The new FDA guidelines say that “the traditional MTD paradigm often does not adequately evaluate other data, such as low-grade symptomatic toxicities (i.e., grade 1-2), dose modifications, drug activity, dose- and exposure-response relationships, and relevant specific populations (defined by age, organ impairment, concomitant medications or concurrent illnesses).” They state that newer drugs like monoclonal antibodies and kinase inhibitors may benefit from a drug optimisation approach due to their different dose escalation profiles, compared to the cytotoxic chemotherapy drugs.

Dr. Serge Cremers, professor of pathology, cell biology, and medicine at Columbia University Irving Medical Center, New York, says the FDA’s preferred approach could be the right move for the industry, but worries about the possibility of underdosing patients “It might improve adherence in the long run, but it has to be a dose that is as effective as the MTD.”

Veal explains that secondary endpoints become more important when optimizing dosage. While planning a trial, the standard Phase I primary endpoint would still focus on safety, but there would be more of an emphasis on showing efficacy in secondary endpoints. He says that, in pharmacokinetic and pharmacodynamic studies, the optimised dose model may be able to predict exposures in the patient population. Thus, Veal also affirms the importance in using this model in paediatric patients to avoid possible long-term side effects.

Veal says adopting this dose optimisation model may mean it takes longer to plan a trial and recruit more patients per dose group. However, in some cases, fewer patients could be needed. For a Phase I study, Veal says, “You may hit your target three or four dose levels below where you’re seeing toxicity, which means that you saved several cohorts from potential toxic effects.”

Impact on the industry

Veal says that for a lot of pharmaceutical companies there is no “big drive to think about optimizing treatment” post-licensing. This often leaves the task to institutions to ensure that licensed drugs are used in their best formulation. And in some cases, studies show that the formulation could be significantly improved. The MTD model made sense for early cancer studies when most drugs had non-specific targets, says Veal.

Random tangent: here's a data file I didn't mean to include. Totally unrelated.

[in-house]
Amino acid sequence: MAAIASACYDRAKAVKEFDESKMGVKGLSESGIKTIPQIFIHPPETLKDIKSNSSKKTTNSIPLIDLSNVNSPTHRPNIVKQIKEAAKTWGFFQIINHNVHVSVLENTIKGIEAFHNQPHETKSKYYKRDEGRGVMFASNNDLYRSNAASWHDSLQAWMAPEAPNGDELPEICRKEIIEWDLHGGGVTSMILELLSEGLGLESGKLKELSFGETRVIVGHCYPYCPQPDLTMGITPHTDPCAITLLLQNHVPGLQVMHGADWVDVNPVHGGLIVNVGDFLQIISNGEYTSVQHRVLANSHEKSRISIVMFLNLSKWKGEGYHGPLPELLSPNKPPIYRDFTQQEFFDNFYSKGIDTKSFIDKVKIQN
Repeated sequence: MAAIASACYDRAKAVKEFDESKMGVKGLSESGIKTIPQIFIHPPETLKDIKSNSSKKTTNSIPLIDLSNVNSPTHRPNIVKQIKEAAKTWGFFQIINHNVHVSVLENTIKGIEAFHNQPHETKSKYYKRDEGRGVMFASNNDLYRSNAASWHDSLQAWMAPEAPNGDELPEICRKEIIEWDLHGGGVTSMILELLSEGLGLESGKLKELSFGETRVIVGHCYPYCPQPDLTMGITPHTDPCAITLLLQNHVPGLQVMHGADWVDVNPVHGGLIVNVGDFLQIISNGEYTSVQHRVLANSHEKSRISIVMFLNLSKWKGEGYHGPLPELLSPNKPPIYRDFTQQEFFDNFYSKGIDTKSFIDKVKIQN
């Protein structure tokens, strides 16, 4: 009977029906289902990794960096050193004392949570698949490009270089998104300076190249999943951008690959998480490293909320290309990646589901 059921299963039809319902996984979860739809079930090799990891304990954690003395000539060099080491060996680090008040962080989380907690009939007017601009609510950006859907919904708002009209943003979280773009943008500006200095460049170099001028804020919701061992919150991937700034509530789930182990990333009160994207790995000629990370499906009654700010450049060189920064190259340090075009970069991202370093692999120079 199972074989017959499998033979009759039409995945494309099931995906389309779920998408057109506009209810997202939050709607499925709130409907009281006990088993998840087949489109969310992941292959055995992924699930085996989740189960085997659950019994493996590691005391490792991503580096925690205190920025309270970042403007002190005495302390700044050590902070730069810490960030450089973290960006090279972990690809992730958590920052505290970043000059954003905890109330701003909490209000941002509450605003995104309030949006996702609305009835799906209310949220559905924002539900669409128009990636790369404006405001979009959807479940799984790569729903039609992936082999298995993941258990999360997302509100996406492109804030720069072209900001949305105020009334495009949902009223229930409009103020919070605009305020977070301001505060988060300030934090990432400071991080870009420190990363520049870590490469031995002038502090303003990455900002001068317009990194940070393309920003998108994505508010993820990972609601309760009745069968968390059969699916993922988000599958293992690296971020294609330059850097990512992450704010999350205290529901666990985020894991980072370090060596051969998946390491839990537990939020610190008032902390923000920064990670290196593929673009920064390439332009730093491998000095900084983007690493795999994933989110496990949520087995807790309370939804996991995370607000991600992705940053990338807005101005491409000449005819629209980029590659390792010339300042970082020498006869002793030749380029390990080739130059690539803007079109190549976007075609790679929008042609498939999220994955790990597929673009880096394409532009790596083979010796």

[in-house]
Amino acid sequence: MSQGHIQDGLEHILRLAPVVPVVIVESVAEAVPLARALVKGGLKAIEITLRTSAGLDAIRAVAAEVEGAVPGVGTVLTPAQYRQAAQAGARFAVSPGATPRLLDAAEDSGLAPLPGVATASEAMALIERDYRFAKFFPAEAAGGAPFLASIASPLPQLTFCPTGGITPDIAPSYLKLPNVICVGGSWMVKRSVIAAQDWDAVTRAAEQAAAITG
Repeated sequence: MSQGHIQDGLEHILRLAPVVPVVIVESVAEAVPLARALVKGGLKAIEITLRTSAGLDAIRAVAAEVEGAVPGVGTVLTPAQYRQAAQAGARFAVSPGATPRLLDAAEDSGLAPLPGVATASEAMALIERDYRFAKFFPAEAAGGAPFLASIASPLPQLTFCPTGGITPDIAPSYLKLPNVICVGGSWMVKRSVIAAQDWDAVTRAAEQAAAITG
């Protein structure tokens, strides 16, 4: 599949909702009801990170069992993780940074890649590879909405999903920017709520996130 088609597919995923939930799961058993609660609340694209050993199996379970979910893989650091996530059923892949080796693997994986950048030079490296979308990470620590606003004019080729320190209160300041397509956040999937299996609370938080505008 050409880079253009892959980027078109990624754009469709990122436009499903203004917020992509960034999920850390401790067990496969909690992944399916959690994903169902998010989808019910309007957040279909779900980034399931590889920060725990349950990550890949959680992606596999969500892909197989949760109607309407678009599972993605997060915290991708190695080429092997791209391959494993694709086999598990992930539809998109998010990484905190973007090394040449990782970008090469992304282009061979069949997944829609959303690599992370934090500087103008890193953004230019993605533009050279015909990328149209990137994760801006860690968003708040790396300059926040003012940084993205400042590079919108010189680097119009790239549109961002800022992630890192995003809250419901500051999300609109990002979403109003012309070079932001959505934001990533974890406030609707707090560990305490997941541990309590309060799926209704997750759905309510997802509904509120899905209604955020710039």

Ratain says achieving the right dosage requires an understanding of clinical pharmacology and a randomised trial. “One takes knowledge and the other takes time and money.” The clinical pharmacology knowledge also isn’t present at smaller companies, he adds. However, this change has been looming for a long time as the FDA has backed previous dosage optimisation guidance from the International Conference on Harmonization (ICH) E4 guidance.

It’s not the cost that deters many companies, but the time lost from running an extra trial at another dose, says Ratain. “If your patent clock is ticking and it’s going to cost you at least a billion dollars in lost revenue to run that trial, you’re not going to do it unless you have to,” he says. With the guidance, Ratain says the FDA is taking a stand now and “saying ‘sorry, you have to do it.’”

Amgen has disclosed that the Lumakras study has been completed, but has yet to release any results. Ratain highlights that if results show the 240mg dose has equal efficacy to the currently marketed 960mg dose, this may cause Amgen a serious loss in revenue as patients require a lower drug quantity. This may also affect reimbursement agreements with other countries if the pricing changes dramatically. Ratain also poses the question: “If the price of Amgen’s drug goes down by 75%, who will pay full price for Mirati’s drug?” In general however, going forwards, he says companies must write protocols in a “smarter way”.